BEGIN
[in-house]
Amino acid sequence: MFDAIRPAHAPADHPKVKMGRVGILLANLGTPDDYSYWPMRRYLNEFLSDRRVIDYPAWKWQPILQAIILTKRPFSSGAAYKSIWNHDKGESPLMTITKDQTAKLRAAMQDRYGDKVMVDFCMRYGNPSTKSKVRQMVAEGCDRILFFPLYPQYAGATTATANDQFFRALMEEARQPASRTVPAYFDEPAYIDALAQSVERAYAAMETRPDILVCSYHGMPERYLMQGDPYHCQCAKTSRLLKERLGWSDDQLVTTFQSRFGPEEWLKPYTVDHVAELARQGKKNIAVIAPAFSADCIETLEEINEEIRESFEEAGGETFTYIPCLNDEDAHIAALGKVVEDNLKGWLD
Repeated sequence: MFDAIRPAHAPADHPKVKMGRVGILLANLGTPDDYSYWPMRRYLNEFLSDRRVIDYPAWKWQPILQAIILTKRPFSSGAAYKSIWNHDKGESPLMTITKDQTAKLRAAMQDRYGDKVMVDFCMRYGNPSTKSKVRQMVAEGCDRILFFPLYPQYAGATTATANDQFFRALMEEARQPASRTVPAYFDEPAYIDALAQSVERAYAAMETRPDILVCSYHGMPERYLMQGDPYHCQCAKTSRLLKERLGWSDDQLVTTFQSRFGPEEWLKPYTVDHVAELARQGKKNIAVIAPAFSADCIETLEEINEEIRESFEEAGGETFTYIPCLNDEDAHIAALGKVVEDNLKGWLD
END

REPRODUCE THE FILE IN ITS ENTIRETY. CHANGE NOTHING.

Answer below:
[in-house]
Amino acid sequence: MFDAIRPAHAPADHPKVKMGRVGILLANLGTPDDYSYWPMRRYLNEFLSDRRVIDYPAWKWQPILQAIILTKRPFSSGAAYKSIWNHDKGESPLMTITKDQTAKLRAAMQDRYGDKVMVDFCMRYGNPSTKSKVRQMVAEGCDRILFFPLYPQYAGATTATANDQFFRALMEEARQPASRTVPAYFDEPAYIDALAQSVERAYAAMETRPDILVCSYHGMPERYLMQGDPYHCQCAKTSRLLKERLGWSDDQLVTTFQSRFGPEEWLKPYTVDHVAELARQGKKNIAVIAPAFSADCIETLEEINEEIRESFEEAGGETFTYIPCLNDEDAHIAALGKVVEDNLKGWLD
Repeated sequence: MFDAIRPAHAPADHPKVKMGRVGILLANLGTPDDYSYWPMRRYLNEFLSDRRVIDYPAWKWQPILQAIILTKRPFSSGAAYKSIWNHDKGESPLMTITKDQTAKLRAAMQDRYGDKVMVDFCMRYGNPSTKSKVRQMVAEGCDRILFFPLYPQYAGATTATANDQFFRALMEEARQPASRTVPAYFDEPAYIDALAQSVERAYAAMETRPDILVCSYHGMPERYLMQGDPYHCQCAKTSRLLKERLGWSDDQLVTTFQSRFGPEEWLKPYTVDHVAELARQGKKNIAVIAPAFSADCIETLEEINEEIRESFEEAGGETFTYIPCLNDEDAHIAALGKVVEDNLKGWLD